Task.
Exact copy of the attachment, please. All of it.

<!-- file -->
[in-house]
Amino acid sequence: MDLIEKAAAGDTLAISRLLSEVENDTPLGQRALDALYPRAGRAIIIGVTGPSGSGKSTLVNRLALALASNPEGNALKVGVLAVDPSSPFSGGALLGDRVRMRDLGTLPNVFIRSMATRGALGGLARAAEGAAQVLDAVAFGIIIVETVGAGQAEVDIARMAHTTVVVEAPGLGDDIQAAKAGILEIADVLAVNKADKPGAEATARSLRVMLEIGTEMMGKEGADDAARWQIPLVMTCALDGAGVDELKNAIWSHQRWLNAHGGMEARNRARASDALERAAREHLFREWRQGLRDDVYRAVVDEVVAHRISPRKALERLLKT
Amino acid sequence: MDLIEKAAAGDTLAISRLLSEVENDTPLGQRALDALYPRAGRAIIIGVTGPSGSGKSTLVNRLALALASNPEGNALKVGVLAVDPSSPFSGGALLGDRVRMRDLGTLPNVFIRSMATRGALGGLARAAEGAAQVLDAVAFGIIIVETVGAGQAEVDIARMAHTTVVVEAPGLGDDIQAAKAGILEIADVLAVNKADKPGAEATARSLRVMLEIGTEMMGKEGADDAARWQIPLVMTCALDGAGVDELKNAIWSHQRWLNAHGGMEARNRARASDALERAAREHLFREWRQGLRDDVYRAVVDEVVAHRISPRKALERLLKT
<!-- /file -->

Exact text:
[in-house]
Amino acid sequence: MDLIEKAAAGDTLAISRLLSEVENDTPLGQRALDALYPRAGRAIIIGVTGPSGSGKSTLVNRLALALASNPEGNALKVGVLAVDPSSPFSGGALLGDRVRMRDLGTLPNVFIRSMATRGALGGLARAAEGAAQVLDAVAFGIIIVETVGAGQAEVDIARMAHTTVVVEAPGLGDDIQAAKAGILEIADVLAVNKADKPGAEATARSLRVMLEIGTEMMGKEGADDAARWQIPLVMTCALDGAGVDELKNAIWSHQRWLNAHGGMEARNRARASDALERAAREHLFREWRQGLRDDVYRAVVDEVVAHRISPRKALERLLKT
Amino acid sequence: MDLIEKAAAGDTLAISRLLSEVENDTPLGQRALDALYPRAGRAIIIGVTGPSGSGKSTLVNRLALALASNPEGNALKVGVLAVDPSSPFSGGALLGDRVRMRDLGTLPNVFIRSMATRGALGGLARAAEGAAQVLDAVAFGIIIVETVGAGQAEVDIARMAHTTVVVEAPGLGDDIQAAKAGILEIADVLAVNKADKPGAEATARSLRVMLEIGTEMMGKEGADDAARWQIPLVMTCALDGAGVDELKNAIWSHQRWLNAHGGMEARNRARASDALERAAREHLFREWRQGLRDDVYRAVVDEVVAHRISPRKALERLLKT